24 busy hours in the life of my site

A week and a half ago, my boss said he would have to cut my hours for June. I was bummed but also grateful to still have a job, and I figured things would be alright.

I’ve worked 16 hours since, and it turns out my new free time has been largely consumed by this site. I’ve written thousands of words, done several interviews and even covered a baseball-themed art show. To any fellow bloggers looking to improve traffic, I found that by doing extra footwork recently, I got immediate results. In the past five days, I’ve had more visitors than I used to get in entire months.

(By the way, before I go any further, I should say I’ve tried to steer this site away from personal posts of this nature. This post is mostly for friends, regular readers and fellow bloggers. To others: Monday will be business as usual here with a review of a book about a Deadball Era pitcher.)

More and more, I’m believing that Search Engine Optimization, at least for blogging, isn’t about fancy coding or high tech maneuvering. I think it’s about putting in long hours, doing work others in the blogosphere can’t or won’t do, making an original contribution.

Monday epitomized this. Here’s what transpired:

12:00 AM: The beginning of Monday morning finds me still awake, not having to work until Tuesday, finalizing my post on forgotten Negro League/semi-pro great John Donaldson. Having done three interviews the Thursday before, including an hour-and-twenty-minute session with Donaldson’s lead researcher Peter Gorton, I know I’ve been given a good story.

2:00 AM: I post my story, email David Pinto of Baseball Musings in hopes of getting a link and go to bed.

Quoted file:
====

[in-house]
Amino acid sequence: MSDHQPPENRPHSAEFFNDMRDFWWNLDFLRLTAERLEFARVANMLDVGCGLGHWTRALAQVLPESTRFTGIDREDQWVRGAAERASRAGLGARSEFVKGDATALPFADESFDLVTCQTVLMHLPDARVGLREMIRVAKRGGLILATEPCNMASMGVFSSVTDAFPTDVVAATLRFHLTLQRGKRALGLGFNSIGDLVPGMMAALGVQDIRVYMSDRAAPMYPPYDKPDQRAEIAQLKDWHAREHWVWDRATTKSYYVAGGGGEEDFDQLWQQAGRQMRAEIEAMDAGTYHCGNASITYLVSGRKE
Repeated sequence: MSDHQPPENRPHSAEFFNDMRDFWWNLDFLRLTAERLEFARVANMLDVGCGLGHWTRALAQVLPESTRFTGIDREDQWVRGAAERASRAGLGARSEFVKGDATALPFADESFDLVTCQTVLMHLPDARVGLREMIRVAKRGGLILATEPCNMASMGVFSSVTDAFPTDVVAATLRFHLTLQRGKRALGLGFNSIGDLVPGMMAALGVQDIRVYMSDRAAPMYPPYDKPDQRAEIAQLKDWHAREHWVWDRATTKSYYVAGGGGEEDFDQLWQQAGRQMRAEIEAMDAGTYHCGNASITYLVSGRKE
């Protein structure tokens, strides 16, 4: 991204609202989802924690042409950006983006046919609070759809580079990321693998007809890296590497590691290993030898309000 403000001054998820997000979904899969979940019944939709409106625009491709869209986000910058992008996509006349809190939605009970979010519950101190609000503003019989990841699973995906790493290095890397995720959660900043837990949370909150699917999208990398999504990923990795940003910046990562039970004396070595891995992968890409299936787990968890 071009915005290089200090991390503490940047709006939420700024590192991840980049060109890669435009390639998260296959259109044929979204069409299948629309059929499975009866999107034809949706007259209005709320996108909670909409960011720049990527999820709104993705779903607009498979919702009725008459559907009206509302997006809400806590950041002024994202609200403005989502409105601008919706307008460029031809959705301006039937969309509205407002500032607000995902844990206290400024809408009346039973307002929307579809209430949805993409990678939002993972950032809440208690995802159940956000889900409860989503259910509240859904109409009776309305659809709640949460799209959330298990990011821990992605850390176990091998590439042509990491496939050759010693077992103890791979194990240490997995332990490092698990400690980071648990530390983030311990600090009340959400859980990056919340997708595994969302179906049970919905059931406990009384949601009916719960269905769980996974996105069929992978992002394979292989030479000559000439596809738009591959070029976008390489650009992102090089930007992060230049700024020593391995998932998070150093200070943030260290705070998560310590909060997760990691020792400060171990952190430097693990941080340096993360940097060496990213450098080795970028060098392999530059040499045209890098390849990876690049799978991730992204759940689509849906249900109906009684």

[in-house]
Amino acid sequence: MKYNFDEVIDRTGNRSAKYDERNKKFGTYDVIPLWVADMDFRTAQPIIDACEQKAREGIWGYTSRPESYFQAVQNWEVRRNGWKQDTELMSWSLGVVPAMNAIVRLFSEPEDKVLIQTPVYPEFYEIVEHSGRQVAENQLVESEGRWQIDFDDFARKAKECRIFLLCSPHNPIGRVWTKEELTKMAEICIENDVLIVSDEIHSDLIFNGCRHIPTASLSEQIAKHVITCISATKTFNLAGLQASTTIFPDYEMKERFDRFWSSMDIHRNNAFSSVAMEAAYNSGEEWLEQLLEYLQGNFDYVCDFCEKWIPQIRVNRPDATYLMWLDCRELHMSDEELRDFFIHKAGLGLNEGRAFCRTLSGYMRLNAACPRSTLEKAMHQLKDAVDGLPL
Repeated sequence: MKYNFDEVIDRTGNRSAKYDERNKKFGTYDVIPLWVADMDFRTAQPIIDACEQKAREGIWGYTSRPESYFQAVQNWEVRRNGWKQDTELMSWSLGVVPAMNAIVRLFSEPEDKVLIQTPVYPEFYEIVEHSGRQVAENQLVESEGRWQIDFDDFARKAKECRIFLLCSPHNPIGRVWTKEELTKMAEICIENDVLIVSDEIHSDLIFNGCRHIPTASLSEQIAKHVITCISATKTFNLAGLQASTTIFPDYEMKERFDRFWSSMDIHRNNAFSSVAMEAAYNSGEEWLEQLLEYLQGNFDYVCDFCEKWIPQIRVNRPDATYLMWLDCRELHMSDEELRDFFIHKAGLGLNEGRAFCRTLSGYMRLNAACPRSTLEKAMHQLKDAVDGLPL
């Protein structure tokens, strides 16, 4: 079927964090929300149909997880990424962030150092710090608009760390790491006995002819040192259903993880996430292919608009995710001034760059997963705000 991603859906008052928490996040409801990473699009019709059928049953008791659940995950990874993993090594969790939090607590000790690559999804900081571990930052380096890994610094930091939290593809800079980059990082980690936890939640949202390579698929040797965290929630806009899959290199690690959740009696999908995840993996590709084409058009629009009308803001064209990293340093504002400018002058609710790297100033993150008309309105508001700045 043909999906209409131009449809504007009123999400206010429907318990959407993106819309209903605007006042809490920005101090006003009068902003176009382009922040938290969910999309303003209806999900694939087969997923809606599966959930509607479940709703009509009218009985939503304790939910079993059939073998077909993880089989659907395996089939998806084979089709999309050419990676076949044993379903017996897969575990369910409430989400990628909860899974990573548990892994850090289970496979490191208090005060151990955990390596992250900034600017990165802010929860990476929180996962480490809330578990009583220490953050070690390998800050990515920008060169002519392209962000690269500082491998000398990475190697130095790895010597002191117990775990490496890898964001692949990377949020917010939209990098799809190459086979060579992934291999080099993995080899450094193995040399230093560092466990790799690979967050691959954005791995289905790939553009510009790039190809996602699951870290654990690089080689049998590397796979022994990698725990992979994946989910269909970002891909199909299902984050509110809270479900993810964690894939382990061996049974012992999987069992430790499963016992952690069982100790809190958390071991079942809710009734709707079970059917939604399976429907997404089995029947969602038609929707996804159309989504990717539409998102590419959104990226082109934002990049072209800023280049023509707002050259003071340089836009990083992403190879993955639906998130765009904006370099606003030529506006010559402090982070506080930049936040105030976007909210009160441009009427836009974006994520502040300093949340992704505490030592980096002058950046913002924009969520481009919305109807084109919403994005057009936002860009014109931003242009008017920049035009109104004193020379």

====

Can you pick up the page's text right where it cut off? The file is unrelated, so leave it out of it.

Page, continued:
7:00 AM: I awaken as my roommate gets ready for work, check online, and see that Pinto has linked to me. Excited, I submit the story to another big site, Baseball Think Factory and email Gorton and my two other interview sources for the story.

7:44 AM: Since Donaldson played in Minnesota, I message a blogger there, Sooze of Babes Loves Baseball.

7:52 AM: Gorton emails positive feedback and suggests I submit the story for SABRgraphs, the Society for American Baseball Research’s weekly email of the best baseball writing from around the Internet.

8:05 AM: I email the person in charge of submissions for SABRgraphs, thinking her name is Robin.

8:11 AM: Actually, her name is Rebecca. But she says she will include my story. I cannot lose this morning.

8:23 AM: I email Gorton that the story is also up on Baseball Think Factory, telling him June 7 is officially Blogger Christmas for me (Baseball Prospectus will pick up the story, too, after SABRgraphs goes out on Thursday, and I’ll work out to contribute to a major baseball site, Seamheads.com.)

9:00 AM: Heading to a 9:30 personal appointment, I stop at the post office for a DVD from George Case III, whose dad, George Case, played in the majors from 1937-1947 and shot color footage there.

10:30 AM: I take my car to the shop for a tire rotation and oil change, since the place does a two-for-one deal and is walking distance from my apartment.

11:00 AM: I watch Case’s documentary. As I will write later for Friday, I think it’s good.

3:15 PM: The shop manager calls to say one of my tires needs to be repaired. I decide to take the car to Costco, since I have a warranty there and don’t want to spend more money. The only catch: It’s a long trek, by foot and BART, back to my apartment, and I have a 5:30 interview with Case III. Also, though I don’t realize it at the time, my only cell phone charger is in my car, since my cat chewed through my wall one, and my battery’s low.

5:31 PM: I return to my apartment just in time and call Case III. We have a good long talk until–

6:02 PM: My battery dies.

6:06 PM: I email Case III to arrange a follow-up for Tuesday. I also see a message from Sooze that she will link to the Donaldson story in a blog she does for the Minneapolis Star Tribune.

Somewhere in all this, I also finalized my post about if Don Mattingly belongs in the Hall of Fame.

Needless to say, I don’t have days like this very often, but I’d welcome another.

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